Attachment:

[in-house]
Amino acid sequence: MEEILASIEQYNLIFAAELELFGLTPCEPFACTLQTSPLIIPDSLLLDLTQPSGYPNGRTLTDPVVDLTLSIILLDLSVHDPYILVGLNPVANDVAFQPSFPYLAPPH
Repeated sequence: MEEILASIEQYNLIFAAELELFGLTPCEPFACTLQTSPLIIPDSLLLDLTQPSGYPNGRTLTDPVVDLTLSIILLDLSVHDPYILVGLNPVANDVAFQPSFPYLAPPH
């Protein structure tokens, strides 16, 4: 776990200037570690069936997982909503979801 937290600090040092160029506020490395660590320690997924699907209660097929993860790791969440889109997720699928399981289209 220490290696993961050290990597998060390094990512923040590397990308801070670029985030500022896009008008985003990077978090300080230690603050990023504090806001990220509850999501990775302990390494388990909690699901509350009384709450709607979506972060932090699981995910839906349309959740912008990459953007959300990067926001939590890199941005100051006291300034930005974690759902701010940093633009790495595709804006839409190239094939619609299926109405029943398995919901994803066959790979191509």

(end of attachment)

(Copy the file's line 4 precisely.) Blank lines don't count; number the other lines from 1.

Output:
């Protein structure tokens, strides 16, 4: 776990200037570690069936997982909503979801 937290600090040092160029506020490395660590320690997924699907209660097929993860790791969440889109997720699928399981289209 220490290696993961050290990597998060390094990512923040590397990308801070670029985030500022896009008008985003990077978090300080230690603050990023504090806001990220509850999501990775302990390494388990909690699901509350009384709450709607979506972060932090699981995910839906349309959740912008990459953007959300990067926001939590890199941005100051006291300034930005974690759902701010940093633009790495595709804006839409190239094939619609299926109405029943398995919901994803066959790979191509």